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Campuses eye tuition increases

Posted November 19, 2008

— Trustees at North Carolina Central University on Wednesday approved a tuition increase for next fall, and the boards of the University of North Carolina at Chapel Hill and North Carolina State University are discussing proposed increases.

Any increases must be approved the by UNC Board of Governors, which last year voted against raising tuition.

The governors last week approved a $3 billion budget that sought the smallest increase in state funding in 20 years. Officials at the UNC system's 16 campuses have been cutting budgets by 4 to 5 percent, and raising tuition would help them offset some of that lost funding.

N.C. Central trustees approved raising tuition by 3.1 percent for all undergraduates and 6.5 percent for all graduate students. The campus hasn't raised undergraduate tuition in three years, officials said.

The in-state undergraduate tuition would go from $2,153 to $2,220 under the proposal.

UNC-Chapel Hill trustees met Wednesday to discuss Chancellor Holden Thorp's recommendation for a 6.5 percent increase – the maximum allowed under a state cap imposed two years ago – for in-state undergraduates next year and smaller relative increases for out-of-state and graduate students.

The increase would add $240 to the tuition bill for an in-state undergraduate, to $3,945. Tuition would go up $1,150 for out-of-state undergraduates and $400 for all graduate students under the proposal,. Thorp said each of those amounts was the middle recommendation that an advisory committee presented to him.

The Chapel Hill trustees were considering a 4.4 percent increase in student fees.

Thorp said 35 percent of the additional tuition revenue would be earmarked for student financial aid, and another 35 percent would go to increase faculty salaries. The remaining 30 percent would go to instructional services and academic support.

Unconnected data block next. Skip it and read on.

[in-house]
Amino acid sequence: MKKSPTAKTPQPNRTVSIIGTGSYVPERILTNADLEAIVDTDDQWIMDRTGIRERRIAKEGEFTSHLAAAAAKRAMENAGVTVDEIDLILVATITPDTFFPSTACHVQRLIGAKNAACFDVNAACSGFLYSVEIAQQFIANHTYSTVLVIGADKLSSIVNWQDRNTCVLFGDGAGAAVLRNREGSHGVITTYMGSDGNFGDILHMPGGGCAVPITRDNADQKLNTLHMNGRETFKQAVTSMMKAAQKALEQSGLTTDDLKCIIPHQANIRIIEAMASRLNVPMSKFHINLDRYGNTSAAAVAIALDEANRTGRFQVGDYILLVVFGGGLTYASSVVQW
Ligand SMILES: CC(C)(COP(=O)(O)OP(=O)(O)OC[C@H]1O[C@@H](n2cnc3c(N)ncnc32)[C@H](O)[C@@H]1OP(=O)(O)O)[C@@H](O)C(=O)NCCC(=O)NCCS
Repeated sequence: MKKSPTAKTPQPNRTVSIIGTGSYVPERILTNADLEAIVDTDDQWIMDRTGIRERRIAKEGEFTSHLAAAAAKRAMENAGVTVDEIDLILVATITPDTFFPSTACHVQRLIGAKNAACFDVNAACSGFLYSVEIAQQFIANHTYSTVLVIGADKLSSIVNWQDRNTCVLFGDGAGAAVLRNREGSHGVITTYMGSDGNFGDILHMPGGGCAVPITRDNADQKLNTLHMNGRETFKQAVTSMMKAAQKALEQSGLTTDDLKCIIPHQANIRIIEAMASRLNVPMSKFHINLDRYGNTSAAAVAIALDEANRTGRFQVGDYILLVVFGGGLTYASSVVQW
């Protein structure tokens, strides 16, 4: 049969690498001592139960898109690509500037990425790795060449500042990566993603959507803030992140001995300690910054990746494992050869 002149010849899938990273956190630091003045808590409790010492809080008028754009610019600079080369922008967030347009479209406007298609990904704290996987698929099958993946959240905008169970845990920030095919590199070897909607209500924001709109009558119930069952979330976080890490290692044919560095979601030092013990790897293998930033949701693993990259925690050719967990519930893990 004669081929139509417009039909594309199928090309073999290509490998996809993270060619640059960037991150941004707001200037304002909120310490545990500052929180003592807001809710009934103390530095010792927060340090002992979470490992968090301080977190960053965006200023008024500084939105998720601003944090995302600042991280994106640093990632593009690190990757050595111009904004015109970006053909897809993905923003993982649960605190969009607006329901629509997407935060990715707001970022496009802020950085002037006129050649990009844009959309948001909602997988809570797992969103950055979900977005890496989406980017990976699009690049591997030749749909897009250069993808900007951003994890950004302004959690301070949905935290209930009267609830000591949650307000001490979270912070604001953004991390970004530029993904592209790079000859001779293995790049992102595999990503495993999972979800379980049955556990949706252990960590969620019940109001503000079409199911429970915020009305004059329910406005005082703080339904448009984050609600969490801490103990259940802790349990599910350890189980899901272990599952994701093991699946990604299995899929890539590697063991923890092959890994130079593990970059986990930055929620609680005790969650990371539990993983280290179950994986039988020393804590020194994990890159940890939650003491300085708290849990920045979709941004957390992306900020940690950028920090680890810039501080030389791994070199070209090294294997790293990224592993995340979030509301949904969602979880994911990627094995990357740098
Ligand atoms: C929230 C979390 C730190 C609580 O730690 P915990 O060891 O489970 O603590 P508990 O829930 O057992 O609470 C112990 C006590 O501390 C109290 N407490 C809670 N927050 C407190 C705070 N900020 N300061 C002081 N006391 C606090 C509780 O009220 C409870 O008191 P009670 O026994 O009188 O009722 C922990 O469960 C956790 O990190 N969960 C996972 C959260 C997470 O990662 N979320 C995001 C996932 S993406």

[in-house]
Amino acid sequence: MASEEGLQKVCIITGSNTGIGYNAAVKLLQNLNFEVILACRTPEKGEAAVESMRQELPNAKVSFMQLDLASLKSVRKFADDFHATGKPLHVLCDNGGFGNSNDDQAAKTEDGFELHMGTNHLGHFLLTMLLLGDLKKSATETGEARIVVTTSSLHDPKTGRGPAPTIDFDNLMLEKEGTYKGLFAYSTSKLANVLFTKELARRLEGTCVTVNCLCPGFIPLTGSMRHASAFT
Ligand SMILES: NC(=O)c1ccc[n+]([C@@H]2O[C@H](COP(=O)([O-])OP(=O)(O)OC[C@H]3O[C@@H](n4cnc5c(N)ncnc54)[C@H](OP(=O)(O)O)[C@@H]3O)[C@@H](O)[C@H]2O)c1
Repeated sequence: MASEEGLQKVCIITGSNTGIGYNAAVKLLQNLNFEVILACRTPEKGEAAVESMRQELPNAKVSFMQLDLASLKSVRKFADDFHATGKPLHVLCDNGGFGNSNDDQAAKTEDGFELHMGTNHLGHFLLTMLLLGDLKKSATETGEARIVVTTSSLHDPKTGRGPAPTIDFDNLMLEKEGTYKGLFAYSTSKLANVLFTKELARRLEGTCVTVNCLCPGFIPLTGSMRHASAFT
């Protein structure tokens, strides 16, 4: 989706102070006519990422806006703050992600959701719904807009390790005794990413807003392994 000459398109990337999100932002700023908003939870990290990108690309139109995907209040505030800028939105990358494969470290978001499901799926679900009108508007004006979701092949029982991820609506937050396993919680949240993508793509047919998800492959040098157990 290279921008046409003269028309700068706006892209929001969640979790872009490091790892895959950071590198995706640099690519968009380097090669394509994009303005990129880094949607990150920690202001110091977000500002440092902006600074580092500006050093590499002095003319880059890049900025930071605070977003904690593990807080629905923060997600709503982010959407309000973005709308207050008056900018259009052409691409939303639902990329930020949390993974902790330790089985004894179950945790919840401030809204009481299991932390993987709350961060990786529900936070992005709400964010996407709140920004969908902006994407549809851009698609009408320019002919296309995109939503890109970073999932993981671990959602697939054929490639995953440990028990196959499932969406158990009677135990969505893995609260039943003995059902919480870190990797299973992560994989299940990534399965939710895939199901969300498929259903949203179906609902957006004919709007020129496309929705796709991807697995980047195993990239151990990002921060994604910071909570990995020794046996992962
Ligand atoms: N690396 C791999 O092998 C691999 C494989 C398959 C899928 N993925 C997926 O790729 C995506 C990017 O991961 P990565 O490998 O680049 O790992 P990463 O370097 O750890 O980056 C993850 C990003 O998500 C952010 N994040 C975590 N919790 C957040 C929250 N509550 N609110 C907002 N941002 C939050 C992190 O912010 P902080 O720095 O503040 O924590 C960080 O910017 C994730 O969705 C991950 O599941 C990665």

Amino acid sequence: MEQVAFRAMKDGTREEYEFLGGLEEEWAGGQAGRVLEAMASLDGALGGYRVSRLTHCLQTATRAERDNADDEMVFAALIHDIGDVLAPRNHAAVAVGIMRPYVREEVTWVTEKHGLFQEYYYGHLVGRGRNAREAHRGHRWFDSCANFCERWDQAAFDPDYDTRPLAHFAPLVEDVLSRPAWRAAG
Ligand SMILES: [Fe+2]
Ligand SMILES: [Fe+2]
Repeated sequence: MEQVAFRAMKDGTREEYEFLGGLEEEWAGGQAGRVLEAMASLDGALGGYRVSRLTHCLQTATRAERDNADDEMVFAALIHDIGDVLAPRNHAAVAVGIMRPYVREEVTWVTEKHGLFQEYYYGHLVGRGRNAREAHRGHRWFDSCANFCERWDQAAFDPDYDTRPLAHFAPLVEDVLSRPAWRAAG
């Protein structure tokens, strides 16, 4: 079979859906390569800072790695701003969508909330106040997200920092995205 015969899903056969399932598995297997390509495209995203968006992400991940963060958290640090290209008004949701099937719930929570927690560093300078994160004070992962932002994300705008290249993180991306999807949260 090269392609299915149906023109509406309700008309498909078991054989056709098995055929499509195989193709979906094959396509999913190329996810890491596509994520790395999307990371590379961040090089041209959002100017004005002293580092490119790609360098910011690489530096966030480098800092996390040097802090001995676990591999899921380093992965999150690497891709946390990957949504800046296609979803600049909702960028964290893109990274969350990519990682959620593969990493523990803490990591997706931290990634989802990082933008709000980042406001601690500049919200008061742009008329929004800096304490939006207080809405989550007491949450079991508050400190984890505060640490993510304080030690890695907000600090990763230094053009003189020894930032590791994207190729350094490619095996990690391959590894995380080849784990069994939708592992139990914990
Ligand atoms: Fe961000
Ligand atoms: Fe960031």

North Carolina State University trustees were scheduled to discuss a proposed 3.6 percent increase on Thursday, as well as a 6.3 percent increase in student fees.


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  • toobad Nov 19, 2008

    Why should 35% of a tuition increase go to finacial aid? Increases in tuition only affects the ones that are paying tuition. Maybe I should quit my job, set back and watch tv and collect all the free money to send my child to college.

  • daMoFo Nov 19, 2008

    Cut salaries by 50% and they will go somewhere else. Then the college students can come to your house and you can teach them.

  • doggie Nov 19, 2008

    What a great time to raise tuition - when our 529 plans are worth half of what they were last year at this time! Thank you UNC system for stomping us when we're down.

  • SaveEnergyMan Nov 19, 2008

    Cutting faculty salaries will certainly cause them to go elsewhere - like back into industry. Then college will be taught by more grad students who don't speak English very well. Faculty often make less at a college than in industry, where with a PhD and 20 or more years experience their salaries can and ought to be six figures. Cutting at the administrative level (above the department level) is where the fat is. Also, there are a lot of useless programs that could be cut.

  • tobis19341 Nov 19, 2008

    how about we stop admitting and giving financial aid to any idiot that they accept. college is not and should not be for everyone. if you are smart enough to get into college, then you should be smart enough to get some scholarships

  • whatelseisnew Nov 19, 2008

    What a clueless bunch. They need to cut salaries by 50 percent. They need to eliminate financial aid. I hope the State cuts all funding to the University System by at least 50 percent. If they do not like the new pay structure they can go somewhere else.